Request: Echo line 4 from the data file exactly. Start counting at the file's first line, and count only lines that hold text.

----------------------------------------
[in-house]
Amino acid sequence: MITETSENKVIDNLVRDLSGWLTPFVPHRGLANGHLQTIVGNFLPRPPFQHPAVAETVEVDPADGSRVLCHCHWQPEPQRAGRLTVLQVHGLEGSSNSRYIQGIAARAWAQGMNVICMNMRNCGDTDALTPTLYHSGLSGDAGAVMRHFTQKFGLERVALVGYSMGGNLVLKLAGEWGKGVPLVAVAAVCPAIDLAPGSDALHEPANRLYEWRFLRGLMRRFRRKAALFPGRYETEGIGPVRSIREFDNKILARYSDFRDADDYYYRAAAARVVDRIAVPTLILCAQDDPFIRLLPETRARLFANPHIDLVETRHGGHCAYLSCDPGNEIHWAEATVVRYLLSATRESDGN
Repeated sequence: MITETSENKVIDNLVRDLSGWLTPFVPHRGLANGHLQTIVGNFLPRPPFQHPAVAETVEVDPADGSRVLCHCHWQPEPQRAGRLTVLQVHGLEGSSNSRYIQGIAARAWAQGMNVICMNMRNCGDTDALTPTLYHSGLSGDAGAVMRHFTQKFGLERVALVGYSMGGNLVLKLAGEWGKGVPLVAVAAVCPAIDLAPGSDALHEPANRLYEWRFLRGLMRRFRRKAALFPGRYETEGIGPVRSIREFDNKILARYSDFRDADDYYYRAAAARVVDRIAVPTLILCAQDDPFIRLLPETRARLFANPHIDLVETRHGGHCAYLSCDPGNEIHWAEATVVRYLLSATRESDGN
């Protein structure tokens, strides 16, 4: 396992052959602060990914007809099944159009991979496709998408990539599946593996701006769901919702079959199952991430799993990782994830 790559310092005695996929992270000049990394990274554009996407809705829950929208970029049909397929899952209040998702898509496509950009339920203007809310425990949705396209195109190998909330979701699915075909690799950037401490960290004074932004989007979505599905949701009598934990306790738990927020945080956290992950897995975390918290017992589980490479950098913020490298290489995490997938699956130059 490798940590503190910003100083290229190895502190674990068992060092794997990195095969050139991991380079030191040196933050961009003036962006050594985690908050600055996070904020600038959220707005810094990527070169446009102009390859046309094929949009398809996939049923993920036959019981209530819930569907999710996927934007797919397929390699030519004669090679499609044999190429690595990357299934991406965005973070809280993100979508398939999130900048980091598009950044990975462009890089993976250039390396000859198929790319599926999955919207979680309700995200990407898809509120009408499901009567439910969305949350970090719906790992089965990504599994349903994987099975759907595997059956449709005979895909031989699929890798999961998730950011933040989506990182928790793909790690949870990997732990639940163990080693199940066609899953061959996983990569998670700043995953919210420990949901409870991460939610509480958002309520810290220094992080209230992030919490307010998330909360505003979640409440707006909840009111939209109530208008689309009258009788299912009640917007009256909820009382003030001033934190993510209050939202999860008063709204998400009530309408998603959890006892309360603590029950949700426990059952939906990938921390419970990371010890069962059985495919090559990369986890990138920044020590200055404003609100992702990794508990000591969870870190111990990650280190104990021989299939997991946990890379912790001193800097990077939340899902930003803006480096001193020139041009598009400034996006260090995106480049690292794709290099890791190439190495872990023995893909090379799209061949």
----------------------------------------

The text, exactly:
């Protein structure tokens, strides 16, 4: 396992052959602060990914007809099944159009991979496709998408990539599946593996701006769901919702079959199952991430799993990782994830 790559310092005695996929992270000049990394990274554009996407809705829950929208970029049909397929899952209040998702898509496509950009339920203007809310425990949705396209195109190998909330979701699915075909690799950037401490960290004074932004989007979505599905949701009598934990306790738990927020945080956290992950897995975390918290017992589980490479950098913020490298290489995490997938699956130059 490798940590503190910003100083290229190895502190674990068992060092794997990195095969050139991991380079030191040196933050961009003036962006050594985690908050600055996070904020600038959220707005810094990527070169446009102009390859046309094929949009398809996939049923993920036959019981209530819930569907999710996927934007797919397929390699030519004669090679499609044999190429690595990357299934991406965005973070809280993100979508398939999130900048980091598009950044990975462009890089993976250039390396000859198929790319599926999955919207979680309700995200990407898809509120009408499901009567439910969305949350970090719906790992089965990504599994349903994987099975759907595997059956449709005979895909031989699929890798999961998730950011933040989506990182928790793909790690949870990997732990639940163990080693199940066609899953061959996983990569998670700043995953919210420990949901409870991460939610509480958002309520810290220094992080209230992030919490307010998330909360505003979640409440707006909840009111939209109530208008689309009258009788299912009640917007009256909820009382003030001033934190993510209050939202999860008063709204998400009530309408998603959890006892309360603590029950949700426990059952939906990938921390419970990371010890069962059985495919090559990369986890990138920044020590200055404003609100992702990794508990000591969870870190111990990650280190104990021989299939997991946990890379912790001193800097990077939340899902930003803006480096001193020139041009598009400034996006260090995106480049690292794709290099890791190439190495872990023995893909090379799209061949």